It is here that Rikuo & Masaki begin to meet the cafe’s few patrons, and within six brief episodes, explore their own feelings on a world populated by machines from those created by man, and those self-made by a society afraid of its own shadow. The social implications of a populace surrounded by subservient creations has been a staple of not merely anime, but of literate science fiction for well over several decades now, and Yoshiura’s short series is definitely another in this pantheon, but has an interesting distinction in how it treats the subject matter with an unexpected reverence for Asimov’s concerns, and places them in a more intimate setting. Watching the complete series, there are only five settings throughout the entire project, the majority of which takes place in Eve No Jikan as the undisclosed nation outside brims with a growing miasma of prejudice against the mechanical whom have comfortably nestled into every part of the societal body. Many stories have covered this material before, but to take the quiet , kuuki-kei approach is a novel one closer in tone to an episode of The Outer Limits than Blade Runner, that is, if TOL had an episode comfortable with a cup of coffee and good conversation.

Each episode centers on Rikuo’s reaction upon getting to know each patron on a new level, as the publicly mandated “haloes” are removed, and the machines take on a more relaxed, almost human form in the safety of the cafe. Among the unique visitors to the establishment are chatty Akiko, enigmatic couple Koji & Rina, playful child Chie and her elder guardian Shimei whom each bear a tale placing pre-established beliefs into question. All the while, a world less understanding in the form of the little known, but media strongarm movement known as The Ethics Committee is making moves against robot-safe regions known as Grey Zones in greater metropolitan areas. The contrast between Rikuo’s growing understanding of a changing world, as well as the building tension within the less-than receptive Masaki (who’s background makes for an interesting, albeit simplistic counterpoint) make for a quietly escalating war of notions on what it means to integrate our mecha brethren into our daily lives.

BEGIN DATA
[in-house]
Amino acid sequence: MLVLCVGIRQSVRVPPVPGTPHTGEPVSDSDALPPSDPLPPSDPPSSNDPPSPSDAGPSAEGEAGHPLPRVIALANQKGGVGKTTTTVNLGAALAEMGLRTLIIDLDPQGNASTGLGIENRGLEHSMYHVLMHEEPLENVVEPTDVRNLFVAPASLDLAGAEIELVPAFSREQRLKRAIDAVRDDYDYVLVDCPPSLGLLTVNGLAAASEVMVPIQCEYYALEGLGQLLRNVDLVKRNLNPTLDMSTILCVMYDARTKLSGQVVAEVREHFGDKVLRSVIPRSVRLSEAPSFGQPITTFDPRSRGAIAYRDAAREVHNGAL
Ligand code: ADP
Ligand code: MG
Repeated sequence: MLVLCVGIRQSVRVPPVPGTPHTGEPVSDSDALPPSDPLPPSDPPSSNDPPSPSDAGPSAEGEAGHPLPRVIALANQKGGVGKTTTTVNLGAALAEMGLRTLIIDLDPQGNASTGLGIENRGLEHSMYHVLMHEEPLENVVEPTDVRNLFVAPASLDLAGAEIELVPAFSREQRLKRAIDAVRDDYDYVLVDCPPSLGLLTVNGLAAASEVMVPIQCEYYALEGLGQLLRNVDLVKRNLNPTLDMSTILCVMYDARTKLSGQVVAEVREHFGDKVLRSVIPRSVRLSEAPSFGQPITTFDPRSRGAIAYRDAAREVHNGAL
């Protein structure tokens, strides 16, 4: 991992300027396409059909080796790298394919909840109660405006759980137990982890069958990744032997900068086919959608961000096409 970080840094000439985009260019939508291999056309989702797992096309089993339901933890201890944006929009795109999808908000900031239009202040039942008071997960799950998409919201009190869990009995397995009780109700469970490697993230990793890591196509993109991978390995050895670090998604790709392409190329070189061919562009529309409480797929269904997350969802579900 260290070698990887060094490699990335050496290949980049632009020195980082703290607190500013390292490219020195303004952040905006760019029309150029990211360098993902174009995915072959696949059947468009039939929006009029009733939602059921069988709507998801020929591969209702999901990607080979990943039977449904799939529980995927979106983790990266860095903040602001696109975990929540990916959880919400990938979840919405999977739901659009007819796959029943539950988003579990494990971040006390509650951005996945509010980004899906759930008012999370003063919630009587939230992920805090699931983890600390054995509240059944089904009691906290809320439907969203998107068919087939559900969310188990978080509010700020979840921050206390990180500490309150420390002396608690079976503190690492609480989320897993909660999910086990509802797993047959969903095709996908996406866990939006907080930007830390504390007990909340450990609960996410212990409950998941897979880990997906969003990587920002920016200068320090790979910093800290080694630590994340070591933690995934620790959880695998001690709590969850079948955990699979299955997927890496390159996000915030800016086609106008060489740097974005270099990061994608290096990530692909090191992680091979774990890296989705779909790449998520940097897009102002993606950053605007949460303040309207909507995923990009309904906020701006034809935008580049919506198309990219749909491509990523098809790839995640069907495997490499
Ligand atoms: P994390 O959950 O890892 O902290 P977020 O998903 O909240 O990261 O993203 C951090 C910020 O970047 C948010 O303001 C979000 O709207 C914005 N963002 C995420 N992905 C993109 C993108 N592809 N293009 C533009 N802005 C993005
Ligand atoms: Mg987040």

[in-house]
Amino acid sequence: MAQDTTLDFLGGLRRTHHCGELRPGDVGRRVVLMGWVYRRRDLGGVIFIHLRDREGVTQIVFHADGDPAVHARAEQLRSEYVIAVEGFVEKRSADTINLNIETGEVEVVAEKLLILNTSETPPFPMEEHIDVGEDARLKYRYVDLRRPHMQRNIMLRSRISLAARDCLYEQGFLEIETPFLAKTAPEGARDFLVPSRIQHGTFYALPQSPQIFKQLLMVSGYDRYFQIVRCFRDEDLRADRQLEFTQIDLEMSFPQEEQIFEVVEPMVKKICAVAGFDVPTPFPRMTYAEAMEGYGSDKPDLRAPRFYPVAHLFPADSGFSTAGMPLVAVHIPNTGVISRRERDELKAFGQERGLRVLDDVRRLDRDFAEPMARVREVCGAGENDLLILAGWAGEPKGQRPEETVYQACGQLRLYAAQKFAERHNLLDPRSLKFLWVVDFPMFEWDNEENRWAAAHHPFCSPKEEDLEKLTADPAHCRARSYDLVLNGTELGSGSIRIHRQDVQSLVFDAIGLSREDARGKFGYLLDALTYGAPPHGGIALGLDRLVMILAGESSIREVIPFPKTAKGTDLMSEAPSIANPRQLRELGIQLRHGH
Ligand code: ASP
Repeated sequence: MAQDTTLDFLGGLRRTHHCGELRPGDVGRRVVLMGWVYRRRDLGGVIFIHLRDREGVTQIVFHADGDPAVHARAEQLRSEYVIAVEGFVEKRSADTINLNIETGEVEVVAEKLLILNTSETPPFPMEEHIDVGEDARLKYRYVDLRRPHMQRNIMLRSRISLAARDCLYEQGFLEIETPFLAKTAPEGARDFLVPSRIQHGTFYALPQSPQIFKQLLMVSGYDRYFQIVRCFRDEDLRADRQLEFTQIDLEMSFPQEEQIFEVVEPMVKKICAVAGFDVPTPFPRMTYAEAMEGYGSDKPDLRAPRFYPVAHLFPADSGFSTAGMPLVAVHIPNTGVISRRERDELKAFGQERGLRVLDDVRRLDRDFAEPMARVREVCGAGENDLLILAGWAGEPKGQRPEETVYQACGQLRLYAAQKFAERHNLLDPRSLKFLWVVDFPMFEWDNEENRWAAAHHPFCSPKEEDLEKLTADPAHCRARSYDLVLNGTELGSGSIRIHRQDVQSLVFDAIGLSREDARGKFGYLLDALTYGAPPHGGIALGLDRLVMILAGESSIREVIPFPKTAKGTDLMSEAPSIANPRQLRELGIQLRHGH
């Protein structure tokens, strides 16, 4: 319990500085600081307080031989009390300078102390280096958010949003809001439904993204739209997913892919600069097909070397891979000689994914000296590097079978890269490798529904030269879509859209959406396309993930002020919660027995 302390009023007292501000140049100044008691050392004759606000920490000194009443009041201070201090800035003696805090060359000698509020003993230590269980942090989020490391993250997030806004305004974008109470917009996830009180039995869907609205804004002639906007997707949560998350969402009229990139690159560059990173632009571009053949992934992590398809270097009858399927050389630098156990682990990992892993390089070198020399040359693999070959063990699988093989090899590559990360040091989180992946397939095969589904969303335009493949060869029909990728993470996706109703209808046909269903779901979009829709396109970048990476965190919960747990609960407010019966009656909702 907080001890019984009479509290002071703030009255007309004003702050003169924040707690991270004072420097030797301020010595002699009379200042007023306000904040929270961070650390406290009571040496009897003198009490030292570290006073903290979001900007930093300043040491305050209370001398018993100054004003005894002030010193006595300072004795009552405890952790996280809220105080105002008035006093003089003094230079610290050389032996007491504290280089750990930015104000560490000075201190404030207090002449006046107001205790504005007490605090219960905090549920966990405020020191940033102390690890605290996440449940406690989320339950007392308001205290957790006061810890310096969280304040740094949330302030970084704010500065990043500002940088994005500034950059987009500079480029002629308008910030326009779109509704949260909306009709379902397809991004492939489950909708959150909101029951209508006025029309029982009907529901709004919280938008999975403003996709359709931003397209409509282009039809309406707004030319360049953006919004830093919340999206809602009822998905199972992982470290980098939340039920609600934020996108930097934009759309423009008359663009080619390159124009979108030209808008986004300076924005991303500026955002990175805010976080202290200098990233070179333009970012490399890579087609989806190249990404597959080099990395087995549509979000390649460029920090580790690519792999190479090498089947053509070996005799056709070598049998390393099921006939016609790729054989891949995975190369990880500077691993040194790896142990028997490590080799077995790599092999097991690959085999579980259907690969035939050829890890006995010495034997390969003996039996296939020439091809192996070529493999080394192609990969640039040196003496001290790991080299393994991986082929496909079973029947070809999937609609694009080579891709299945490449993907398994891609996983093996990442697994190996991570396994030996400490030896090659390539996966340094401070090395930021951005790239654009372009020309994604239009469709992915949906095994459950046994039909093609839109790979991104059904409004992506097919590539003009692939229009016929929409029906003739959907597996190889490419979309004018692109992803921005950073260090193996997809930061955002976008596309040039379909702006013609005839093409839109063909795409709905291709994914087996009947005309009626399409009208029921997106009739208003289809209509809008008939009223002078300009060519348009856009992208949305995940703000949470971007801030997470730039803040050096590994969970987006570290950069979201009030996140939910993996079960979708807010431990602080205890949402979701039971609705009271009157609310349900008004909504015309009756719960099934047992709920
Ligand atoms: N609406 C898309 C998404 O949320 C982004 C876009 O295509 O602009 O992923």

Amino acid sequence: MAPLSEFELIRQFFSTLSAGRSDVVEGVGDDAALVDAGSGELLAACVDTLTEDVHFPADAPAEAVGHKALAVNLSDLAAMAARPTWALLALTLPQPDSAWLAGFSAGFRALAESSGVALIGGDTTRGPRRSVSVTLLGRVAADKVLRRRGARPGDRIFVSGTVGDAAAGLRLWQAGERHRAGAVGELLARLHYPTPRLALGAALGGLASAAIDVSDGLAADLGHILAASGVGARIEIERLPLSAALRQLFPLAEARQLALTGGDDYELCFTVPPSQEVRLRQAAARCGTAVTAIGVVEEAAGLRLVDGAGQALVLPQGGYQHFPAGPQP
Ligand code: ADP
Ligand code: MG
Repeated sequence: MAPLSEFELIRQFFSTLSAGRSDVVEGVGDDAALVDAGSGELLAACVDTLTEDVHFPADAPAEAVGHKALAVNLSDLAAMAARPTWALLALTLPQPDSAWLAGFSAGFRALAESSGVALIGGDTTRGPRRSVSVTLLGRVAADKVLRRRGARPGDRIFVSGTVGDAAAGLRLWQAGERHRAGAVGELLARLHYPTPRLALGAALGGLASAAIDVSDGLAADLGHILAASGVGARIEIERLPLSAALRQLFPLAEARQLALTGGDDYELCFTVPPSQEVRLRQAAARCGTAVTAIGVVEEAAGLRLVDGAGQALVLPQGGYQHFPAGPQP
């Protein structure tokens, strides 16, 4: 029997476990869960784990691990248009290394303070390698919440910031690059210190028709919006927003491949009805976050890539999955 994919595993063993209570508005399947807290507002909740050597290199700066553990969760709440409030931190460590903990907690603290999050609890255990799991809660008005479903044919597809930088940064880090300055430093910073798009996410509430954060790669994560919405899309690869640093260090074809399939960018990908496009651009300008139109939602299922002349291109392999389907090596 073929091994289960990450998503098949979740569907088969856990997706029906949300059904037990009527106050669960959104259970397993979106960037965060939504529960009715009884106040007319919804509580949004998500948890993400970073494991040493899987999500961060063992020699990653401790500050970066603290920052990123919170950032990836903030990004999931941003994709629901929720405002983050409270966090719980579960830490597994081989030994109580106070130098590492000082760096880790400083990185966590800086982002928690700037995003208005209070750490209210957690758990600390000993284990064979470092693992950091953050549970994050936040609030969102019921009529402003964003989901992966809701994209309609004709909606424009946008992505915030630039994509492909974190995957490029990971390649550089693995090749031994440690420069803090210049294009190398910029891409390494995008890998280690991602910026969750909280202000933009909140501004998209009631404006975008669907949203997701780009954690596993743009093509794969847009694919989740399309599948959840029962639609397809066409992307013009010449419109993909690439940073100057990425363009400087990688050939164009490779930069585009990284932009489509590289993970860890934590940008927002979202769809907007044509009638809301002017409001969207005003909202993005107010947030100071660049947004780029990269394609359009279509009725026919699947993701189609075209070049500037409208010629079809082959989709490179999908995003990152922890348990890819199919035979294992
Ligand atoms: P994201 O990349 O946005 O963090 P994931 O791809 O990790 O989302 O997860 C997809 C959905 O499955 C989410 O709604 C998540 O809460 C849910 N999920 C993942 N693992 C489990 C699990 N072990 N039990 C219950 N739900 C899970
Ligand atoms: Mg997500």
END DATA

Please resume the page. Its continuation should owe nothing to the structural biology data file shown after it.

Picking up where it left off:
And even as these oft-told stories have indeed been a part of anime & manga for quite some time, Yoshiura’s take is a much more a thinly-veiled look at the modern japanese experience, than another robot parable for the ages. As Rikuo begins to peel past the layers of what he had once understood about his world, it is clear that he himself has long put away vital feelings in order to better align with the group dynamic. From seeing how Sammy regards her so-called owners with respect, and maybe even adoration, Rikuo starts to see the blurring of any lines that had once been placed there by a young public, unsure exactly why it felt so compelled to create simulacra capable of expressing what they themselves cannot. In the ideal eyes of cafe hostess Nagi,  empathy akin to hers  is something often placed aside in the outside world, and has helped fashion an environment where dependence on the indirect nature of the masses has no application. From the glowing haloes hovering over the heads of programmed servants outdoors in a grand means to delineate human from machine makes for an interesting look at aesthetic dependence in hopes of maintaining an image of order in a time where so many are in fact not on any grid whatsoever. The self-imposed denial of externalized feelings has been relegated to prime status, as progress marches on with a public trapped in an eternal adolescence, completely unsure of what to make of the new world they have created.